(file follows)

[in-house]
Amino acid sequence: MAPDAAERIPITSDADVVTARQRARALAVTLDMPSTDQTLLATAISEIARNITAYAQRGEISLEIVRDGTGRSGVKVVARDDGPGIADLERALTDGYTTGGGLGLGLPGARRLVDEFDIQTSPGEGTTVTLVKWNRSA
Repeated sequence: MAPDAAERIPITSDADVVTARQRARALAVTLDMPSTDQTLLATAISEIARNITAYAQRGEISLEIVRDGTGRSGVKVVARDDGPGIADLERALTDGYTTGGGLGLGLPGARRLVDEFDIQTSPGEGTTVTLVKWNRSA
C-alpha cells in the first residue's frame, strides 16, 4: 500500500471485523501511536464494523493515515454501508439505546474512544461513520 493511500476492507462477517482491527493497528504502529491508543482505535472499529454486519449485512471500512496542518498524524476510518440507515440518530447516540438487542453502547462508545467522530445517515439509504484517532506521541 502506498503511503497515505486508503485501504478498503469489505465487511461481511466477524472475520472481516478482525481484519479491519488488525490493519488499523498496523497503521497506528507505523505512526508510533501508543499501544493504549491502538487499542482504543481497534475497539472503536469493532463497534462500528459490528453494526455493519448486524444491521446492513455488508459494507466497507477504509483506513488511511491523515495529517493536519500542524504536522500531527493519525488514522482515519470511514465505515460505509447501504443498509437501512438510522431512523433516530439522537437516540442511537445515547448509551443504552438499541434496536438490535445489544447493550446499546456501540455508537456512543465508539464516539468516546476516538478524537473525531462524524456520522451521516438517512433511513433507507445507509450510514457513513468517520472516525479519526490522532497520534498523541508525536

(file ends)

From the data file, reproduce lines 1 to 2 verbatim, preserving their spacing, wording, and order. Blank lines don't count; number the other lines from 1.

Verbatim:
[in-house]
Amino acid sequence: MAPDAAERIPITSDADVVTARQRARALAVTLDMPSTDQTLLATAISEIARNITAYAQRGEISLEIVRDGTGRSGVKVVARDDGPGIADLERALTDGYTTGGGLGLGLPGARRLVDEFDIQTSPGEGTTVTLVKWNRSA